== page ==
I am afraid of fish.

I am afraid to look at them,

to watch them struggling upstream

in the spring where the ladder begins.

Within yards of its commencement

the first dead ones begin to float down,

their eyes as blank as buttons,

their bodies floating on the surface

of the stream like leaves.

Everywhere I look there are miraculously more–

some fish already half-way to the top,

others just daring to begin.

With surging strength they fight the current

of the maze, hug its concrete, wriggle upwards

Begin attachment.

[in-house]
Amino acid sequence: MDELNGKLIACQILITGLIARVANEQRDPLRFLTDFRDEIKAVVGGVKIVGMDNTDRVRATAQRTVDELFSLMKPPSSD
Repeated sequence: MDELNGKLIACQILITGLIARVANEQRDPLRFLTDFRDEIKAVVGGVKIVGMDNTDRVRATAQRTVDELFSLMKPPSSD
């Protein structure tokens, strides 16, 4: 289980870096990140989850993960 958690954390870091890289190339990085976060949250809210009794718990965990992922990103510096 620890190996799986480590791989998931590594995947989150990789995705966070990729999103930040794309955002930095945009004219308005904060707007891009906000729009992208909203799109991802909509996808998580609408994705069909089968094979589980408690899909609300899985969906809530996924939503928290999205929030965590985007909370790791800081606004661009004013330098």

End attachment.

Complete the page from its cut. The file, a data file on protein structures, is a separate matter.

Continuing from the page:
with a motion that appears stationary in the ripples

until, suddenly, they round the next bend

and slip into an eddy.

I should have come hungry to witness this,

arrived sweaty and sleepless

as I imagine them to be.

Ospreys hover overhead.

Crowds tremble on the banks,

wondering why no one thought to bring a net

–to help, or to feast?

In the pond above the ladder,

the survivors are swimming in slow circles,

catching their breath.

–Mariana S. Tupper
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